Almost everyone knows that you can’t give grapes to a dog, but what is the reason for the ban? It's hard to believe, but the true reason has not yet been clarified, although this issue has been relevant since 1989!
A treat or poison?
Grapes are a vine bearing fruit. In a broad sense, plants are divided into cultural and others, in other words - wild. Cultivated grapes are edible for people; they are consumed in fresh, dried and heat-treated form. From the seeds (seeds) of grapes produce oil. Not the last place is wine and balsamic production. It would seem that such a tasty, healthy and juicy berry can serve as a good treat, especially if the pet is not indifferent to sweets. But raisins and grapes are the two most toxic (from natural) products for a dog!
Note! The toxicity of grapes is not affected by its environmental cleanliness. Even if the berries were grown in your garden, were not sprayed and were not processed by other means, they are also dangerous for the dog!
For the first time, the connection between eating grapes and acute renal failure in dogs was established in 1989 and since then, doctors have been puzzled by the question of why poisoning occurs. The composition of grapes of various varieties includes more than 70 substances: water, fiber, nutrients, vitamins, trace elements, amino acids, fatty acids. Dogs do not have an acute reaction to the same components in other products, and considering the negligible mass fraction of substances, even more questions arise.
It is interesting! Veterinarians suggest that it is not in the composition of the product, but in their combination. Grapes are, in fact, unique. In the world there are similar, but not similar berries. In addition, grapes of different varieties can vary greatly in nutritional composition and, most likely, some types of berries are not dangerous for tetrapods, but which ones are unknown.
How to detect poisoning?
Should I panic if the dog ate grapes? Most likely, the answer will be in the affirmative, but the problem is that it is impossible to detect poisoning in the first minutes and hours. Keep a close watch on your pet for the first 6 hours after eating the berries and, if any condition worsens, go to the veterinarian. Long-term practice and observations of doctors made it possible to compose a symptomatic picture of poisoning with grapes and raisins:
- The first symptoms appear within 4-6 hours.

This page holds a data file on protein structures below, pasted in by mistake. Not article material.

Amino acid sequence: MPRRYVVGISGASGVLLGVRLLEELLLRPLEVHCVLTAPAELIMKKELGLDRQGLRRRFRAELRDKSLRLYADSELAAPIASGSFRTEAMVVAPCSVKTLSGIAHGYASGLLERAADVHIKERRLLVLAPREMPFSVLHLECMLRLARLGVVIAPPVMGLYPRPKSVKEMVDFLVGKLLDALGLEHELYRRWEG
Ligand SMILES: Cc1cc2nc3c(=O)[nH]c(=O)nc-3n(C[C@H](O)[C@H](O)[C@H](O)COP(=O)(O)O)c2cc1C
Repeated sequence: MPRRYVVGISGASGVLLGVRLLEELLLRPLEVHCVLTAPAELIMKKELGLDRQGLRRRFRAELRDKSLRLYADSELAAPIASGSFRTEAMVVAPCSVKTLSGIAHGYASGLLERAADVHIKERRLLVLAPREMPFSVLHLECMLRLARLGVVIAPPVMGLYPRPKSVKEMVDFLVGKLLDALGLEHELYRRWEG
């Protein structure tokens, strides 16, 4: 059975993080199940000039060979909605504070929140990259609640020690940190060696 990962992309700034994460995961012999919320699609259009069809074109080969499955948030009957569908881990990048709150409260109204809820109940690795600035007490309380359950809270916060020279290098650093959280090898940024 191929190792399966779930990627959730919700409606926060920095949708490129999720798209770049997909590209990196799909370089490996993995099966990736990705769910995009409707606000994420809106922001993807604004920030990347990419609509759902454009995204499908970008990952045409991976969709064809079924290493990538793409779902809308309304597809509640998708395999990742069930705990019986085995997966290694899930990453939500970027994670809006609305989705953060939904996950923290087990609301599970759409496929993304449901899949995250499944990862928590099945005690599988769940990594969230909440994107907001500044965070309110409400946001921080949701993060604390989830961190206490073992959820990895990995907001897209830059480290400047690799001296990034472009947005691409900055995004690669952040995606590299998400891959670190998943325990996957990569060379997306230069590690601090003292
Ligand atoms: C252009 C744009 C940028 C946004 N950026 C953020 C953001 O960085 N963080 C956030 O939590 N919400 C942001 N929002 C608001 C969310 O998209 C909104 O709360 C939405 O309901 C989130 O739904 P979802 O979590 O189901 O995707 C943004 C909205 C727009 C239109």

- Vomiting of incompletely digested berries is the first sign of poisoning.
- Further, diarrhea develops, profuse salivation or lack of saliva, a decrease in body temperature.
- After a complete refusal of food, the dog falls into apathy and whines. Often there is a strong tone of the abdominal wall - this means that the dog is hurt.
- condition toxic shock can last up to 48 hours and leads to death (if the dog does not receive assistance).
What to do if you notice vague symptoms, but there was no vomiting? Offer the dog food or drink if the pet ignores the delicacy or there is a dry mouth - do not delay and contact your veterinarian!
Note! For an average dog (weighing up to 20 kg) 10 large grapes - this is already a dangerous "dose". For poisoning with raisins, 2-4 things are enough.
After arriving at the clinic, be sure to express your suspicions. Any veterinarian knows that grapes are dangerous for dogs, but similar symptoms can indicate a number of other problems. Monitor the doctor’s appointments, namely, make sure that the dog has received the following “services”:
- Inspection and palpation (feeling with light pressure) of the abdominal cavity.
- An extensive blood test - poisoning is indicated by increased renal and hepatic indicators (nitrogen, creatinine, calcium, potassium, phosphorus).
- Ultrasound examination of the kidneys and abdominal organs - in case of grape poisoning, the dog has acute renal failure, which causes severe pain when trying to urinate, swelling, overflow of the bladder.
Note! Death due to grape poisoning occurs against the background of renal failure. The dog is poisoned by the breakdown products of its own organs and stagnant urine. If help is provided at the wrong time, the doctor may report permanent damage. In this case, the owner is offered the only alternative - humane euthanasia.
As practice shows, when seeking help in the first 20 hours and proper treatment, the chances of survival of the animal are almost 100%. In modern clinics, dogs are left under observation for two days. During treatment (even at home), regardless of symptoms and improvement, within 48 hours, the dog receives:
- Saline solutions drip. If the pet is treated at home, an intravenous catheter is placed in it.
- Drugs that stimulate the production of urine.
- Therapy to support the kidneys and liver (depending on the condition at the time of admission).